Got Remote Workers? Supreme Court of Ohio Upholds Pandemic Rule for Municipality Tax

The Supreme Court of Ohio has held the Ohio legislature did not violate the Due Process Clause of the U.S. Constitution by directing an Ohio citizen to pay taxes to the municipality where the employee’s principal place of work was located rather than to where the employee actually worked.


During the COVID-19 pandemic, the state legislature passed a temporary law (Section 29 of L. 2020, Am. Sub. H.B. No. 197, or “Section 29”) designed to maintain consistency in municipal tax revenue.  The law provided that for a limited time, Ohio workers would be taxed by the municipality that was their “principal place of work” rather than by the municipality where they physically performed their work.  As a result of the state’s pandemic directives, the employer advised the taxpayer to work primarily from his home in Blue Ash, beginning in March 2020.  The taxpayer complied and did not work from Cincinnati, which was the location of his employer’s business, again until December 2020.  In compliance with Section 29, the employer withheld municipal taxes from the taxpayer’s wages and forwarded them to Cincinnati.

After the taxpayer was denied a tax refund from Cincinnati for taxes he paid for days he had worked outside Cincinnati while Section 29 was in effect, the taxpayer filed a lawsuit challenging the law’s constitutionality.  The taxpayer alleged Section 29 violated the U.S. and Ohio Constitutions because it authorized a municipality to tax income that nonresidents earned outside the municipality.  The Supreme Court of Ohio rejected the taxpayer’s constitutional arguments because the taxpayer did not allege a violation of a fundamental right and Ohio had a rational basis for the enactment of Section 29 – “ensuring that municipal revenues remained stable amidst the rapid switch to remote work that occurred during the pandemic.”  Thus, the court held, “the law easily survives rational-basis review.”  Additionally, the court rejected the taxpayer’s arguments that the state legislature cannot authorize a municipality to collect an extraterritorial tax because (1) the legislature may enact any law which is not prohibited by the Ohio Constitution, and (2) Section 29 was within the Ohio legislature’s constitutional authority.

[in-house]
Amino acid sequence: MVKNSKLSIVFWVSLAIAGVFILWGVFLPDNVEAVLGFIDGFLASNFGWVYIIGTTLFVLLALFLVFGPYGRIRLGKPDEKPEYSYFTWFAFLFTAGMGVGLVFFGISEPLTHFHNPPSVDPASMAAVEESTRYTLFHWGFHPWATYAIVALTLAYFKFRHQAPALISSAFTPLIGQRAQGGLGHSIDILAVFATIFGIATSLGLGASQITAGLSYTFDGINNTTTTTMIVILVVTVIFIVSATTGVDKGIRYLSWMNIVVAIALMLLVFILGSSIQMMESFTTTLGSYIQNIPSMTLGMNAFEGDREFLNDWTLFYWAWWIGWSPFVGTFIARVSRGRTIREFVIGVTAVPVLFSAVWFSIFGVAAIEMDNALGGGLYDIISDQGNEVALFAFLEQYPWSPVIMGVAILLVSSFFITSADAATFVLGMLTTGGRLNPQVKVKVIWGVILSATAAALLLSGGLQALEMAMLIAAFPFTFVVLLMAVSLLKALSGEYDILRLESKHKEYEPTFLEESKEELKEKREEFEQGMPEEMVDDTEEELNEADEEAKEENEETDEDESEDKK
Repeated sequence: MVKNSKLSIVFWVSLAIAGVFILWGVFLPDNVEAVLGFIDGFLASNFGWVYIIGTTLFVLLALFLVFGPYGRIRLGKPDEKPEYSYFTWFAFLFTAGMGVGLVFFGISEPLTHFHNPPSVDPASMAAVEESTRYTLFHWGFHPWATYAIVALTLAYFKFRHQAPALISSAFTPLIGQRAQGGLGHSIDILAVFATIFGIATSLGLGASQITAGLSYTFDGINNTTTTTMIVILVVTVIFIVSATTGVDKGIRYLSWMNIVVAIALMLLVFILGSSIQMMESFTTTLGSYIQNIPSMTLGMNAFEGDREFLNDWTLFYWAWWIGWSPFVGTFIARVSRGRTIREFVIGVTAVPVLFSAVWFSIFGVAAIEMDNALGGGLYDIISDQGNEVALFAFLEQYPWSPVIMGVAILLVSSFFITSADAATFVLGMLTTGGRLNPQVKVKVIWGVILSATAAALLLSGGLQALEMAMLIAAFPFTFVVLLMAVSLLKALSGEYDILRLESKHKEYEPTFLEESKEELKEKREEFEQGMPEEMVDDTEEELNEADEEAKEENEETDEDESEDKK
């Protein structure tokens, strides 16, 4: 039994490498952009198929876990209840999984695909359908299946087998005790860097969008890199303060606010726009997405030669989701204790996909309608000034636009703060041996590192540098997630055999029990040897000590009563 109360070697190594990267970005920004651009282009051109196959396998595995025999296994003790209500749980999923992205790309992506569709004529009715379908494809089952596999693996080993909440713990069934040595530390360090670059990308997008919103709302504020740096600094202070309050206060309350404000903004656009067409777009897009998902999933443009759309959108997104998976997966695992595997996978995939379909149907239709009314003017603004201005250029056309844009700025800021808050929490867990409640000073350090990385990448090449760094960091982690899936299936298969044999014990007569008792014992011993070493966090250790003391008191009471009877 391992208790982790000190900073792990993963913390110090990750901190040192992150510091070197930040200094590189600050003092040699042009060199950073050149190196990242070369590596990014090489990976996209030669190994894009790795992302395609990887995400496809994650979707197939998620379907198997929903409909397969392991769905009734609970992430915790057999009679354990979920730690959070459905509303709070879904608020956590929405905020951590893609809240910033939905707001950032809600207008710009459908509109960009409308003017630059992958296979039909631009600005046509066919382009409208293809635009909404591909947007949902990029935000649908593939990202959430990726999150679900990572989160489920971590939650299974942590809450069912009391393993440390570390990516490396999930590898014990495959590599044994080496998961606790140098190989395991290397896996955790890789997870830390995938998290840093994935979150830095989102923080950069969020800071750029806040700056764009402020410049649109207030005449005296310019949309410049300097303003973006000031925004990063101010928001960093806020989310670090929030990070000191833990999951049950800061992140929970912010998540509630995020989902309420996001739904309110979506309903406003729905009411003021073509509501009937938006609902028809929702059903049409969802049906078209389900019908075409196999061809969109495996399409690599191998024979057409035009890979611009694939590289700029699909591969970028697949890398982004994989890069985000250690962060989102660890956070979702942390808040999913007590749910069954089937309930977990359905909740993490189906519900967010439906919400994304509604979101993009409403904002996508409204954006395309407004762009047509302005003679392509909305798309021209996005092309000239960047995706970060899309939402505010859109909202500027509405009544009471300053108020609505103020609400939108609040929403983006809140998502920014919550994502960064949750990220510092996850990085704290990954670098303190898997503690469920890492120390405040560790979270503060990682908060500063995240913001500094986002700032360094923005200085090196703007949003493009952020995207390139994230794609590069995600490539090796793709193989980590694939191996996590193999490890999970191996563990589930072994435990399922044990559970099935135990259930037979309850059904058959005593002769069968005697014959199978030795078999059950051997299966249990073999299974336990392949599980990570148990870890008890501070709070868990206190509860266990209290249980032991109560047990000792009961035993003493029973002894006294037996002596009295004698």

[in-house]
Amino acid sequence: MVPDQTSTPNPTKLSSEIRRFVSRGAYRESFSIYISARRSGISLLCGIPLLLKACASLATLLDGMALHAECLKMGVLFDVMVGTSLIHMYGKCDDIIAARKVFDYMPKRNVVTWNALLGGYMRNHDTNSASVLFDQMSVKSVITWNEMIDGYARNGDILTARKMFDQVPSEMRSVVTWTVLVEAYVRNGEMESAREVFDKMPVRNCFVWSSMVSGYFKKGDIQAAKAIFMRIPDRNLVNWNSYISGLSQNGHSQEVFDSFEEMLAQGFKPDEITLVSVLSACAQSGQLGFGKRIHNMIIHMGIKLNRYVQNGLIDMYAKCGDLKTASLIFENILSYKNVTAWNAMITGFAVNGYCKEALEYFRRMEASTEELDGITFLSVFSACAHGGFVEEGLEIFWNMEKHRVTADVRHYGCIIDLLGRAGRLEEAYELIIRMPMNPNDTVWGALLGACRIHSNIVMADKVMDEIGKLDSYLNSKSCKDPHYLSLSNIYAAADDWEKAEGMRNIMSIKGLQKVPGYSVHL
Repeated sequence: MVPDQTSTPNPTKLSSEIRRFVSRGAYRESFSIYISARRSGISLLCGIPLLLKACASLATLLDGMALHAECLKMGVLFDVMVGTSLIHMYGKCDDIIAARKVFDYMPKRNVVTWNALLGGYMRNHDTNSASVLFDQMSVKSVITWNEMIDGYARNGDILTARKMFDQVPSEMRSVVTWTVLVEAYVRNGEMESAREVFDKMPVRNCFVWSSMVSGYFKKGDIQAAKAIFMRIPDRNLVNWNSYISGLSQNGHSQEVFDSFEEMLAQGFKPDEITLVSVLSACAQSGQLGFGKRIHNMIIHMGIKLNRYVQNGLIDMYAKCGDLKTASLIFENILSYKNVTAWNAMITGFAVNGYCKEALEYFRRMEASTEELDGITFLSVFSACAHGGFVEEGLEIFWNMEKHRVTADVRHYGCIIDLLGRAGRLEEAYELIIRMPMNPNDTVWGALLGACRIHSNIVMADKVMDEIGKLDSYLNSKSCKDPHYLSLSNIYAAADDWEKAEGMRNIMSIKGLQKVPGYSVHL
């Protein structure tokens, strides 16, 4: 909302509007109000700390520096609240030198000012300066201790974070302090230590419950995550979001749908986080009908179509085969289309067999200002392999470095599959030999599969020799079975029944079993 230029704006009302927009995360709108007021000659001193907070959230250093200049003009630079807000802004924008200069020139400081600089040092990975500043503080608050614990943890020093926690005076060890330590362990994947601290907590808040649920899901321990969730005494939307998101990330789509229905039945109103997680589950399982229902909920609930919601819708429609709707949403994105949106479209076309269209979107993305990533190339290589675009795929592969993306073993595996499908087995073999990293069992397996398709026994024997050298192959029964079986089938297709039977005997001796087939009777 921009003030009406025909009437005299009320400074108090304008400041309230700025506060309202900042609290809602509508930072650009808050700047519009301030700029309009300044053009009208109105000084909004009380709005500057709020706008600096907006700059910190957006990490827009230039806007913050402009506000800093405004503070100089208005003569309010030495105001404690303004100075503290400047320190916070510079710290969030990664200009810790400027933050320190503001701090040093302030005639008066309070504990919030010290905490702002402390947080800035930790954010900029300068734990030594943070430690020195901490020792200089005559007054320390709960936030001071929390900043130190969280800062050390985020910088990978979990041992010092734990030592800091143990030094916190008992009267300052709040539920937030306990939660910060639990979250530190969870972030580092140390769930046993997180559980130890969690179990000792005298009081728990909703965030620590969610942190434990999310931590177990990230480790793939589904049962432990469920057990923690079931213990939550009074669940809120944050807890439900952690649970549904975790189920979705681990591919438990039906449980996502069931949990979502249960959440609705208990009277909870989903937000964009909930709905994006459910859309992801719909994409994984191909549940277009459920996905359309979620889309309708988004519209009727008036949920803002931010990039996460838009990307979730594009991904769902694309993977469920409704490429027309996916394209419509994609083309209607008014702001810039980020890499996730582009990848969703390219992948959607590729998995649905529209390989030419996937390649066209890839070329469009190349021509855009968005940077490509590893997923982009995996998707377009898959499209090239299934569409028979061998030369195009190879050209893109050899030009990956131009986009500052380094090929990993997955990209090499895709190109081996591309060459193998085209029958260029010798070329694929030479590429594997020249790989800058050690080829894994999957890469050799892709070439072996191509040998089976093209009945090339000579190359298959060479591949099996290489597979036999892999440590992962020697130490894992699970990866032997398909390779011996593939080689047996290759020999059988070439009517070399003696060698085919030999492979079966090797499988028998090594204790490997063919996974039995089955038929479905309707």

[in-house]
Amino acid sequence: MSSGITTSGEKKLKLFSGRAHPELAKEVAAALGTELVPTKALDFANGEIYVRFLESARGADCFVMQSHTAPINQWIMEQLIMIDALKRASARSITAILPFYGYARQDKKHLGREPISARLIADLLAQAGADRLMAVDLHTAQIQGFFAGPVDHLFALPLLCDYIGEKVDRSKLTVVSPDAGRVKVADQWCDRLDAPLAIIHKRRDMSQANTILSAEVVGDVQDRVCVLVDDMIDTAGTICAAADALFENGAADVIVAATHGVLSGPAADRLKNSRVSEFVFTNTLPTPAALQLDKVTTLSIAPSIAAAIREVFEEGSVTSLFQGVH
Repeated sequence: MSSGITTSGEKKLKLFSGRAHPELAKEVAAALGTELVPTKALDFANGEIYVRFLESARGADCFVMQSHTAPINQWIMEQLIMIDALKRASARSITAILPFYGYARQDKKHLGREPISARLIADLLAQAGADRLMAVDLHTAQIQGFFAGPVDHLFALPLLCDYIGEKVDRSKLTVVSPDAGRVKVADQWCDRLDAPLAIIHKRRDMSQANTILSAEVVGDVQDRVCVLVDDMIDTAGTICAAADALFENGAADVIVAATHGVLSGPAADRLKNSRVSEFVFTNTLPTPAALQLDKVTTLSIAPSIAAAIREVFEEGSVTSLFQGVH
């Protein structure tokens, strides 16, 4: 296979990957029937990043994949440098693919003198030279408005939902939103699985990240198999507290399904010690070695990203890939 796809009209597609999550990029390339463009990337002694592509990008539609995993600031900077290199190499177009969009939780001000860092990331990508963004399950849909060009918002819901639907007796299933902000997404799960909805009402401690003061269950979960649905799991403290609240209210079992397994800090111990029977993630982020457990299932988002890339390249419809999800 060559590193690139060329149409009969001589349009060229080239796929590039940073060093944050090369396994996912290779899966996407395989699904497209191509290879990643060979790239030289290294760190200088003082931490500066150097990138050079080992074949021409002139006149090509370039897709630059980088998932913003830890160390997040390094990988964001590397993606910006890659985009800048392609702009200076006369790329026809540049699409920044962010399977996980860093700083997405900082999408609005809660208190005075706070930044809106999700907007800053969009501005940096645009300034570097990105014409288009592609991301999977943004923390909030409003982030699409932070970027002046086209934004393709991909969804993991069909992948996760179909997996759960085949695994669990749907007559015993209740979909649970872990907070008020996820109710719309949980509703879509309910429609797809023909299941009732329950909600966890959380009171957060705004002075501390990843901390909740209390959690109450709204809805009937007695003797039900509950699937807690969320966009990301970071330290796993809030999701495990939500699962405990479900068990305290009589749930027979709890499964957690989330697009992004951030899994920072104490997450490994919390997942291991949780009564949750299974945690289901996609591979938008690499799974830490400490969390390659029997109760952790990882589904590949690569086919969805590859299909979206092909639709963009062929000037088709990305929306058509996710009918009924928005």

The case is Schaad v. Alder, Slip Opinion No. 2024-Ohio-525 (Feb. 14, 2024).  The opinion is available here.